As Turing said, winning the imitation game is a matter of the right program. And the AI world did not focus on producing the right program for passing the Turing test. The focus lays on solving real-world problems. We have computers that can detect cancer, personal digital assistants, robots that help improve the social skills of autistic children and even sex robots.

Turing asked, whether there is any imaginable machine which would do well in the imitation game. We are not there yet. But given the advances in the field of AI, most people would be able to imagine such a machine.

“Computing Machine and Intelligence” helped to lay the foundation of what is today known as Artificial Intelligence. It is yet another example of Turing’s genius.

You can find the original paper here: Give it a try!


Turing, A. M. (1950). I.—Computing Machinery and Intelligenec. Mind, LIX(236), 433–460.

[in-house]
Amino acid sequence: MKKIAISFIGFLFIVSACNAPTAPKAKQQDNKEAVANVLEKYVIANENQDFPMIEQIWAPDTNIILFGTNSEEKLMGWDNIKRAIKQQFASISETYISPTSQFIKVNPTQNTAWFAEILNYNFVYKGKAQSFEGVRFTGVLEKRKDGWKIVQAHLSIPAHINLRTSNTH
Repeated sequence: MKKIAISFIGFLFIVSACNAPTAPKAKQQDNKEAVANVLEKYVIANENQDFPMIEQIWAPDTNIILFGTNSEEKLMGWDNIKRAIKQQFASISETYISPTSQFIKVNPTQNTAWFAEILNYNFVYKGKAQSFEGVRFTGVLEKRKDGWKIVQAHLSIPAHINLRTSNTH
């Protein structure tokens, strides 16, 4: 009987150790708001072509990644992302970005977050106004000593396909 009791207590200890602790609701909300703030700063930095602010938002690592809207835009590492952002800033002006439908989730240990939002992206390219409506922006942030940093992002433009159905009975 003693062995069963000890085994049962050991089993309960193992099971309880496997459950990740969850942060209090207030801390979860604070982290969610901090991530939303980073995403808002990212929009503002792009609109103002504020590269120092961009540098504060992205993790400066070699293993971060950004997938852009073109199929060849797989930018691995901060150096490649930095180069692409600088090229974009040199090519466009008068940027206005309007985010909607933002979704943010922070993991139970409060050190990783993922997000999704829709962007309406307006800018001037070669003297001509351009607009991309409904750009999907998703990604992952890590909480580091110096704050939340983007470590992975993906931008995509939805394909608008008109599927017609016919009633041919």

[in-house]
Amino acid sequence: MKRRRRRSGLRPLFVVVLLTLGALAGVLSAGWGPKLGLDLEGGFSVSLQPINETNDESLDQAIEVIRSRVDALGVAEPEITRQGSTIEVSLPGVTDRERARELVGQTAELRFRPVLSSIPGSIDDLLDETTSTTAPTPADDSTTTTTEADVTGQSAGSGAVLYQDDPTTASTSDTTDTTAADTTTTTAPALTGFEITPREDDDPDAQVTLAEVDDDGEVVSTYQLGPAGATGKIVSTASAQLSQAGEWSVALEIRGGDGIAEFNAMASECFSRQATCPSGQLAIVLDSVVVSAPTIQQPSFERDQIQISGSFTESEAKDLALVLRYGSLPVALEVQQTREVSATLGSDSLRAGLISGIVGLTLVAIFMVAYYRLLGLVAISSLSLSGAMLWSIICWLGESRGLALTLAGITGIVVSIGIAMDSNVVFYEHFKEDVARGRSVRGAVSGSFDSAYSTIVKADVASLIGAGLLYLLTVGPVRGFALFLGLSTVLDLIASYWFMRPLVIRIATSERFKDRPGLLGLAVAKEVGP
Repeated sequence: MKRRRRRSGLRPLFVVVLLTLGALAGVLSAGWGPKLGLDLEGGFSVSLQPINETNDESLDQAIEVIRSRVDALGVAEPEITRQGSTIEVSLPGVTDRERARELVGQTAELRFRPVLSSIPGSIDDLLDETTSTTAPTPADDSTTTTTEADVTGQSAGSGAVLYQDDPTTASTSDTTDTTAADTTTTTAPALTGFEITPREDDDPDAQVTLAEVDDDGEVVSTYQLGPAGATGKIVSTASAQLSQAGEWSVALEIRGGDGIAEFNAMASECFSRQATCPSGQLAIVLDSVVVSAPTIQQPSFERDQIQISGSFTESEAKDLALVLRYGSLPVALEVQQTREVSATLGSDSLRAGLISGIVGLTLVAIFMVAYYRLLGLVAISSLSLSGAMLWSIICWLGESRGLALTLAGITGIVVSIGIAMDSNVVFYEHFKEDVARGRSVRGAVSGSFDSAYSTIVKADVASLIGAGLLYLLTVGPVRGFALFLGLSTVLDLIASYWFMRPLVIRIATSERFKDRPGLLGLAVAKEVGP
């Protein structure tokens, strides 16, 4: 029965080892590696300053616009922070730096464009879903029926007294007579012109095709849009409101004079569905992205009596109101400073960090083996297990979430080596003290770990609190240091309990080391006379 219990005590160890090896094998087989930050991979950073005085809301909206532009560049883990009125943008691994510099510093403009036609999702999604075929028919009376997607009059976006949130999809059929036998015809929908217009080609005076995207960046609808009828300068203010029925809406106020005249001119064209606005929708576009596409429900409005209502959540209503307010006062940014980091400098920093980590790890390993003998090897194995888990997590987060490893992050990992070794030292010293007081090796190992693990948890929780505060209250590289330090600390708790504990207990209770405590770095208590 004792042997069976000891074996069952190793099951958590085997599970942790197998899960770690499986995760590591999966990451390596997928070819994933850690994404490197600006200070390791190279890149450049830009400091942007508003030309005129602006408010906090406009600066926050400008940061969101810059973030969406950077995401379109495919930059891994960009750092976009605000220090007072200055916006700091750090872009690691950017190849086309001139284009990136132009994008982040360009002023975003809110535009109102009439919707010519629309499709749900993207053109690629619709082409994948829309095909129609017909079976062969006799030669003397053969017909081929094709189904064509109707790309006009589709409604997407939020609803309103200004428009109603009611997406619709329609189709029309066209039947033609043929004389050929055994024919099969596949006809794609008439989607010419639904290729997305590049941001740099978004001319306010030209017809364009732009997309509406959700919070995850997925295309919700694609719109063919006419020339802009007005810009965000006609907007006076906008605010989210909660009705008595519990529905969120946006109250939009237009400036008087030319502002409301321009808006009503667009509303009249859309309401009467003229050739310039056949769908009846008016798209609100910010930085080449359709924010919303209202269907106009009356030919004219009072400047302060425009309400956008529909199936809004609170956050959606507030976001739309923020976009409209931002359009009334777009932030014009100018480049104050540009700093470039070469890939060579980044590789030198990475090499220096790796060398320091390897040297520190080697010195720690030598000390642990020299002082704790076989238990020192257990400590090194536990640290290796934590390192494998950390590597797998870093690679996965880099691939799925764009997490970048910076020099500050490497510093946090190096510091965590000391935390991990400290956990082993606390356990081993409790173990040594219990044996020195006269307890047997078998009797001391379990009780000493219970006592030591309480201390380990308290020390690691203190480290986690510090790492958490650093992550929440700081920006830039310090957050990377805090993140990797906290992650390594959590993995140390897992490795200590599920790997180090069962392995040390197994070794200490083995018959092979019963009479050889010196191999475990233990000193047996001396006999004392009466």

Russell, S., & Norvig, P. (2009). Artificial Intelligence: A Modern Approach (3rd ed.). Prentice Hall Press.

Oppy, Graham; Dowe, David, “The Turing Test”, __The Stanford Encyclopedia of Philosophy (Fall 2020 Edition)__, Edward N. Zalta (ed.), URL=

Grier, D. A. (2001). The human computer and the birth of the information age. Joseph Henry Lecture of the Philosophical Soc. of Washington, 42-43.

Warwick, K., & Shah, H. (2015). Human misidentification in Turing tests. Journal of Experimental & Theoretical Artificial Intelligence, 27(2), 123–135.

Ewald, W. and Sieg, W., 2013. David Hilbert’s Lectures on the Foundations of Arithmetic and Logic 1917-1933. Springer Berlin Heidelberg.